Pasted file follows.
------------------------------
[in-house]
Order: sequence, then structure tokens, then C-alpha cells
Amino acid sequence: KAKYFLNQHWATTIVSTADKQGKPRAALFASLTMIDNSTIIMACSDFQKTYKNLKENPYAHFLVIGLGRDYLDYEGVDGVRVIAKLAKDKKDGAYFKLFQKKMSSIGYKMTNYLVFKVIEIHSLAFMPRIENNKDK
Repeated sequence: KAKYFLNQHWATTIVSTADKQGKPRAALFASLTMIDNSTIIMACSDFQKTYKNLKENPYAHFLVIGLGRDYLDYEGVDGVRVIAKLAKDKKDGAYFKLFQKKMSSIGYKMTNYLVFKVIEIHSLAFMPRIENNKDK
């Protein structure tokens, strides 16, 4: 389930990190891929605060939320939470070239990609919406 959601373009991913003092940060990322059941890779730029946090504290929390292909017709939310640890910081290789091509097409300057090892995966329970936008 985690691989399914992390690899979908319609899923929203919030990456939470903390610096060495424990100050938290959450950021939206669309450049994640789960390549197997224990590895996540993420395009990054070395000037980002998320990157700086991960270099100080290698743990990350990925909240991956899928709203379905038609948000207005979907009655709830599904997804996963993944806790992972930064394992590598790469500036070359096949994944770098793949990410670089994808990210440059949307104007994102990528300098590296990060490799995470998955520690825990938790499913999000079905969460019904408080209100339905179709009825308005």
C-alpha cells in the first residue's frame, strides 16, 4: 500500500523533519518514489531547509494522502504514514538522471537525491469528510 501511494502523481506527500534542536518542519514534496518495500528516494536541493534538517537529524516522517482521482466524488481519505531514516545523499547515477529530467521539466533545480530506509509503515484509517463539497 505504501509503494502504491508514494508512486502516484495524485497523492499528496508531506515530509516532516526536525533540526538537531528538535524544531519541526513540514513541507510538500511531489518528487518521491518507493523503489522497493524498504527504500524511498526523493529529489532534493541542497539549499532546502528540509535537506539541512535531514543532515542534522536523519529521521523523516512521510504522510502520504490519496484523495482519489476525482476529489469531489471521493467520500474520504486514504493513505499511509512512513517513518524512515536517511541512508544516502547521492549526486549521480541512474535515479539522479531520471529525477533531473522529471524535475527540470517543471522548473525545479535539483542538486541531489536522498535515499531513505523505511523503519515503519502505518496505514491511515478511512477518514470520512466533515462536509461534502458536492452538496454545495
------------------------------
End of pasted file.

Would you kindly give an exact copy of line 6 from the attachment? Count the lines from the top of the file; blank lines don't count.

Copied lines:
C-alpha cells in the first residue's frame, strides 16, 4: 500500500523533519518514489531547509494522502504514514538522471537525491469528510 501511494502523481506527500534542536518542519514534496518495500528516494536541493534538517537529524516522517482521482466524488481519505531514516545523499547515477529530467521539466533545480530506509509503515484509517463539497 505504501509503494502504491508514494508512486502516484495524485497523492499528496508531506515530509516532516526536525533540526538537531528538535524544531519541526513540514513541507510538500511531489518528487518521491518507493523503489522497493524498504527504500524511498526523493529529489532534493541542497539549499532546502528540509535537506539541512535531514543532515542534522536523519529521521523523516512521510504522510502520504490519496484523495482519489476525482476529489469531489471521493467520500474520504486514504493513505499511509512512513517513518524512515536517511541512508544516502547521492549526486549521480541512474535515479539522479531520471529525477533531473522529471524535475527540470517543471522548473525545479535539483542538486541531489536522498535515499531513505523505511523503519515503519502505518496505514491511515478511512477518514470520512466533515462536509461534502458536492452538496454545495